# What's the largest number that can be obtained in the process of solving a numbers game on Countdown?

Countdown is a British game show in which people try and make the longest possible word out of nine given letters, reach a target number using six given numbers and basic arithmetic, and then solve a nine-letter anagram, each within 30 seconds.

In the numbers round, the players choose numbers from groups of "large" and "small" numbers. The large numbers contain one instance each of $25$, $50$, $75$, and $100$, while the small numbers contain two instances of each number from $1$ to $10$. They then use addition, subtraction, multiplication, division and bracketing with these numbers to try and reach a target number which can be anywhere between $100$ and $999$ inclusive.

This video is famous for involving numbers as large as $23850$ in the solution process, where the starting numbers are $3,6,25,50,75,100$ and the target is: $$952 = \dfrac{(100+6)\cdot 3\cdot 75-50}{25} = \dfrac{23850-50}{25}$$ But is there a set of given numbers and a target number that requires even larger numbers as part of the solution? In particular, what set of numbers requires the largest intermediate number in the solution process?

Note that ideally the solution should be the only solution.

• Requires - you mean you can not avoid this? – klm123 Jul 19 '14 at 20:42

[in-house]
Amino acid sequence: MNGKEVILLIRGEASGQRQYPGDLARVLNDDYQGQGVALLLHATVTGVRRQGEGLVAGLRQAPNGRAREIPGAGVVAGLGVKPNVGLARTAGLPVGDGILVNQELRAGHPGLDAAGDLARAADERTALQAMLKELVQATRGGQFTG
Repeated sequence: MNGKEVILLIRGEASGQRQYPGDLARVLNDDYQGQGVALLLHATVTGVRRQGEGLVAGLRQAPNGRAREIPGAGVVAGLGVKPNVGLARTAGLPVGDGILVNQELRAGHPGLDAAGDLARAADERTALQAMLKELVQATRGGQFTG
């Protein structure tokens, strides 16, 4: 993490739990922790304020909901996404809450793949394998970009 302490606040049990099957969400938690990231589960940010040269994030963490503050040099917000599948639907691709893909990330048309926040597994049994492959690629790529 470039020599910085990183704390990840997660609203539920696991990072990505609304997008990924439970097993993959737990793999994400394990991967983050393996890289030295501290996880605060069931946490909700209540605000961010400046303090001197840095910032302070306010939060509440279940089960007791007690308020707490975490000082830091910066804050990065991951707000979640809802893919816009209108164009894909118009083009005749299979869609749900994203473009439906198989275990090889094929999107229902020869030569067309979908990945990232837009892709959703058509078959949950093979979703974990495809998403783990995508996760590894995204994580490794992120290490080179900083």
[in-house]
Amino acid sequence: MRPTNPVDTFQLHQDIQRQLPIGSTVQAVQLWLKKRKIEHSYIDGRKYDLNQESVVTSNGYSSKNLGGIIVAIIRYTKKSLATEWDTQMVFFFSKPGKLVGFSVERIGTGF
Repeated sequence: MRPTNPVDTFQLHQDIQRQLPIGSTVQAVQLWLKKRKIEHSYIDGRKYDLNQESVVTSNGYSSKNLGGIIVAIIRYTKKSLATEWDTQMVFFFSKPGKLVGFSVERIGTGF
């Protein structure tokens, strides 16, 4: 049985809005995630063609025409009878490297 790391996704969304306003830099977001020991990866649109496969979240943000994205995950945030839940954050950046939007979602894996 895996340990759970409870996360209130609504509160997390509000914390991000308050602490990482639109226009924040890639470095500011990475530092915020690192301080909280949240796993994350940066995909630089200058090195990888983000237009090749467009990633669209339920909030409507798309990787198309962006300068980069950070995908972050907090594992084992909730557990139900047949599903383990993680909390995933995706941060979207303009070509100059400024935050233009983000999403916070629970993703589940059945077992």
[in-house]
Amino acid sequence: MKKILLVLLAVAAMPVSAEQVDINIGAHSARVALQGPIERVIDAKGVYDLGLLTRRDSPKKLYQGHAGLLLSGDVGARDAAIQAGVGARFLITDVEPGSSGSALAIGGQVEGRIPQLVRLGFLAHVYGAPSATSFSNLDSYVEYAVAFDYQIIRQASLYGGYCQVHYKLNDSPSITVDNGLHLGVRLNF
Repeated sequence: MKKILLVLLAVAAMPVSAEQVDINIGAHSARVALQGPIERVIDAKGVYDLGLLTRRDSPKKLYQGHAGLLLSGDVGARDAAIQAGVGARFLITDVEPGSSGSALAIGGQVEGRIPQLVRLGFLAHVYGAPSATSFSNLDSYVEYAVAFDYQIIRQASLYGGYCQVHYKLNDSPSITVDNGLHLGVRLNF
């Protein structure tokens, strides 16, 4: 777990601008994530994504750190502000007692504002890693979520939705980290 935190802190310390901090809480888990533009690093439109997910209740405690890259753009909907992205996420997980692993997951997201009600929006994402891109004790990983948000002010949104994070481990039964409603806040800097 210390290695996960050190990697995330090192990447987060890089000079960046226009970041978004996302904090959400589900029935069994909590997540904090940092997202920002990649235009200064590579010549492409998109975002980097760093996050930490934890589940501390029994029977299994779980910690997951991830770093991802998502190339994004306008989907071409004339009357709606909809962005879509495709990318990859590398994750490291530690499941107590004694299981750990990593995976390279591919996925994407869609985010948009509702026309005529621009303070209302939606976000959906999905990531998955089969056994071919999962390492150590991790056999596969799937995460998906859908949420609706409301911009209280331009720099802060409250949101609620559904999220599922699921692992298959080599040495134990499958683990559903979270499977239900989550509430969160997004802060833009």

• Requires = There's no solution for that set of numbers that strictly uses smaller numbers in its intermediate solution. – Joe Z. Jul 19 '14 at 23:22
• Note that 75*6/50*(100+3)+25 produces 952 without using any numbers larger than 952 itself. – Lopsy Jul 20 '14 at 14:10

Concerning the question "is there a set of given numbers and a target number that requires even larger numbers as part of the solution?"

Yes, there is. Here we get $62550$ as an intermediate result:

$834 = \frac{25\cdot 5\cdot 5\cdot 100+50}{75} = \frac{62550}{75}$

According to Lopsy there is no other possible way to write $834$ using these numbers (see the first comment).

• I can verify that your first answer, with 62550, cannot be achieved using smaller numbers. (I wrote a program to check.) Also, you get 62550 as an intermediate result, not just 62500. – Lopsy Jul 20 '14 at 14:12

With numbers 3, 3, 25, 50, 75 & 100,

$996 = \dfrac{((50+3)*25+3)*75}{100}$

which has an intermediate result of $99600$. The technique of tweaking

$\dfrac{25*50*75}{100} = 937 \dfrac12$

using the small numbers needs a total divisible by 3. But $999$ is liable to be reachable as $1000-1$.

• @Lopsy can you verify this one too? – Joe Z. Jun 3 '16 at 17:47